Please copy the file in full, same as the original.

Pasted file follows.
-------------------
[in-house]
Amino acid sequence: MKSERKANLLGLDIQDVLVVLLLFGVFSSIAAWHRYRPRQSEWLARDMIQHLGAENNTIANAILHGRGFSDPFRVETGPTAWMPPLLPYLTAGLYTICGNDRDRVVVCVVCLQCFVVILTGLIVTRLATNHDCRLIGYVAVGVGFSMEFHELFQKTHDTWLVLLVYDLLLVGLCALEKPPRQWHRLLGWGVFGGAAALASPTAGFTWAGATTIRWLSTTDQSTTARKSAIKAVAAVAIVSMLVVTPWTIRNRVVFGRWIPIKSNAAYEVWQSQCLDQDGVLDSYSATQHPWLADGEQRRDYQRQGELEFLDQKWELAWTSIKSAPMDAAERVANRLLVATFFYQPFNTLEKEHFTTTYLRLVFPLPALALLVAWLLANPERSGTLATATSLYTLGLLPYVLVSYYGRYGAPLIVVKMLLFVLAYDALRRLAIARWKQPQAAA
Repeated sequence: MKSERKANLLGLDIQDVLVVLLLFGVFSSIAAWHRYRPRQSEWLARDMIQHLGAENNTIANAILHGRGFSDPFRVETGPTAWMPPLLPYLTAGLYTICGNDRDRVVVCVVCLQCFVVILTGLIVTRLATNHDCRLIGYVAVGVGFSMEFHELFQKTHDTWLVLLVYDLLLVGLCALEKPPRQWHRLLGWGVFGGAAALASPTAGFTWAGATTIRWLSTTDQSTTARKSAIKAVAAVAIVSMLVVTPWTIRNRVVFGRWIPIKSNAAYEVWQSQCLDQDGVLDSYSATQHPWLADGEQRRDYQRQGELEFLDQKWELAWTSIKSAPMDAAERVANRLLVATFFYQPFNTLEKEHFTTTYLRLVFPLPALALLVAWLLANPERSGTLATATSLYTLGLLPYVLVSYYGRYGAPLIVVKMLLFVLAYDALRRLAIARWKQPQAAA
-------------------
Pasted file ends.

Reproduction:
[in-house]
Amino acid sequence: MKSERKANLLGLDIQDVLVVLLLFGVFSSIAAWHRYRPRQSEWLARDMIQHLGAENNTIANAILHGRGFSDPFRVETGPTAWMPPLLPYLTAGLYTICGNDRDRVVVCVVCLQCFVVILTGLIVTRLATNHDCRLIGYVAVGVGFSMEFHELFQKTHDTWLVLLVYDLLLVGLCALEKPPRQWHRLLGWGVFGGAAALASPTAGFTWAGATTIRWLSTTDQSTTARKSAIKAVAAVAIVSMLVVTPWTIRNRVVFGRWIPIKSNAAYEVWQSQCLDQDGVLDSYSATQHPWLADGEQRRDYQRQGELEFLDQKWELAWTSIKSAPMDAAERVANRLLVATFFYQPFNTLEKEHFTTTYLRLVFPLPALALLVAWLLANPERSGTLATATSLYTLGLLPYVLVSYYGRYGAPLIVVKMLLFVLAYDALRRLAIARWKQPQAAA
Repeated sequence: MKSERKANLLGLDIQDVLVVLLLFGVFSSIAAWHRYRPRQSEWLARDMIQHLGAENNTIANAILHGRGFSDPFRVETGPTAWMPPLLPYLTAGLYTICGNDRDRVVVCVVCLQCFVVILTGLIVTRLATNHDCRLIGYVAVGVGFSMEFHELFQKTHDTWLVLLVYDLLLVGLCALEKPPRQWHRLLGWGVFGGAAALASPTAGFTWAGATTIRWLSTTDQSTTARKSAIKAVAAVAIVSMLVVTPWTIRNRVVFGRWIPIKSNAAYEVWQSQCLDQDGVLDSYSATQHPWLADGEQRRDYQRQGELEFLDQKWELAWTSIKSAPMDAAERVANRLLVATFFYQPFNTLEKEHFTTTYLRLVFPLPALALLVAWLLANPERSGTLATATSLYTLGLLPYVLVSYYGRYGAPLIVVKMLLFVLAYDALRRLAIARWKQPQAAA